Tuesday 2 July 2013

New book, new direction

The new book is out! The second story in the X-Troop series, called, as you can see, er, X-Troop. That's going to look odd on Amazon as it will be listed as X-Troop (X-Troop). No matter. It's a 40,000 word novella, compared to the teaser Amped which was 17,000, and it sets the tone for the rest of the series as Alex and his boys go into action against the alien threat. Lots of action, squaddie humour and aliens being sent back home in body bags.

And as we say hello to a new story, we say goodbye to an old one, for Even The Dead Dance To Live, my first self-published novel, has now been taken off the market. Why? Because it wasn't really the book I wanted to write.

Let me explain. When I first wrote Even The Dead, I'd never heard of self-publishing, and I was geared to selling it to agents and publishers in the traditional manner. This was a problem because, as I'm sure you're aware, it's not easy to get your book accepted by a publisher. The general advice is that, when you're making your pitch to them, you compare your work to an established book or author whom they are already publishing. It's common sense really. Publishers take a financial risk every time they accept a previously unpublished author, and they will naturally filter out any request along the lines of, 'this original work is like nothing you've ever printed before'. Straight into the bin with you, my friend. Life's too short and money's too tight to take too many risks in the publishing business - or any at all, in fact. So for me, as a sci-fi writer trying to get into the Brit SF market (which is where I had to start), I had to look hard at novels by the likes of Iain Banks, Paul McAuley, Peter Hamilton, Richard Morgan, etc. And attempt to emulate them.

Or so I thought.

The only probem was, these guys weren't my primary influence. More on that later.

Anyway, when I wrote that story, I didn't really think about the story on its own, but rather what commercial framework that story would fit in. I tied myself up in a lot of knots over that one. The original story I had was a kind of Firefly/Star Wars mix, but that kind of stuff was, by then, considered too fantasy and seriously out of fashion. I pored over the SF boards on the net, and there was a lot of talk about 'hard science', plausibility, technological impact on future society and a whole lot of other stuff that, in retrospect, was actually just sniffy posturing. But I took it on board and tried to reshape my fantasy sci-fi into more serious SF. I researched tons of science so I could keep up with the opposition (Alastair Reynolds and Paul McAuley were both scientists) and twisted the story round so that it would be grounded in scientific questions. I lengthened the story so it would match the standard 100,000 word expectations of a publisher, and for this I had to invent new subplots, new characters and acres of padding, when what I really wanted to do was get on with the original story at breathtaking speed. The resulting monster was 130,000 words long and looked, to my eyes, like I'd taken a sports car and hitched a caravan to it. Subsequent rewrites to get it 'correct' for the 'market' added a luggage box, an extra row of seating and a sensible beige paint job. The only thing that prevented me from adding even more was sheer exhaustion. I'd had enough of the process, so I put it out as it was, but I was never entirely comfortable with it. I was in too deep to understand why, though.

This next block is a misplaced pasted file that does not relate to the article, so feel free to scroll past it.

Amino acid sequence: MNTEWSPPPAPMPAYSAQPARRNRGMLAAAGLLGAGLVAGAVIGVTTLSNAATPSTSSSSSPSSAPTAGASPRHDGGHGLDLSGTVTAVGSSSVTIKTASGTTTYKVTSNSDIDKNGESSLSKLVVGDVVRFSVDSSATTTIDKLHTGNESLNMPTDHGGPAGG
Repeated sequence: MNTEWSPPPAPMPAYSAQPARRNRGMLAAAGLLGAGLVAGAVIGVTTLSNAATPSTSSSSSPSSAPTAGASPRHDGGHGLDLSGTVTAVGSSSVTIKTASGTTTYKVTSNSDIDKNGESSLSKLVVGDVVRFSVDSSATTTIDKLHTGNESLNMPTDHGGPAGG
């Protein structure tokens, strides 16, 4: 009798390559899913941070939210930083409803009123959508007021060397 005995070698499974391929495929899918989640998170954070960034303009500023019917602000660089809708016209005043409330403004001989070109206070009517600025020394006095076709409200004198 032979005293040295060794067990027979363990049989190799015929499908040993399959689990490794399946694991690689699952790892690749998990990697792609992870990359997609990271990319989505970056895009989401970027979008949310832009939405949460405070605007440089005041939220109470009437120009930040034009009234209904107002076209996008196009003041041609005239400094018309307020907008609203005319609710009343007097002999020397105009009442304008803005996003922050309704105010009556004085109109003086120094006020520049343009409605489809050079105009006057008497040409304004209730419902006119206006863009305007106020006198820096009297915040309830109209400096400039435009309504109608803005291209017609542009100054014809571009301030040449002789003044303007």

Needless to say, the agents and publishers all turned it down (or simply never replied), so I then went through the whole self-publishing learning curve and put it out, to a rather unenthusiastic response. It got some nice reviews, and a few people may genuinely have liked it, but I know of several who started it but then never finished it, and many, I'm sure, were too polite to give me their real opinion on it. But the ultimate test is the market, and the readers voted with their feet. Even The Dead languished for months, dead in the water and with barely a spark of interest. That's when I realised I'd spent years going in the wrong direction.

It wasn't a complete waste of time. Pushing your boundaries never is, and I learned a lot from the process. I consider it to be my apprenticeship. But the fact was, my baby had spent too long in the mutant vat and had come out all misshapen; a bunch of killer scenes and interesting characters rubbing shoulders with dullards, spiralling counter-plots and way too much filler. What it needs now is to be stripped down, cleaned and oiled, with all the dead weight removed and a V8 supercharger added. And a new, funkier paint job. But that's for the future. Pull a cover over it and roll it into the corner of the garage, because X-Troop is on the ramp now, its exhaust growling sweetly and about to enter its first time trials.

Or sales trials. You know what I mean, roll with me on this.

So what's this new beast like? Well, read the sample or buy the book to find out. I mean, you're not going to take my word for it, are you? Take it on the road and give it a test drive. But if you want a peek behind the scenes (like a DVD extra I guess) to see it with the covers off, spark plugs and all, then stay tuned (no pun intended) for my next blog post, where I'll be exploring the book's influences and inception.

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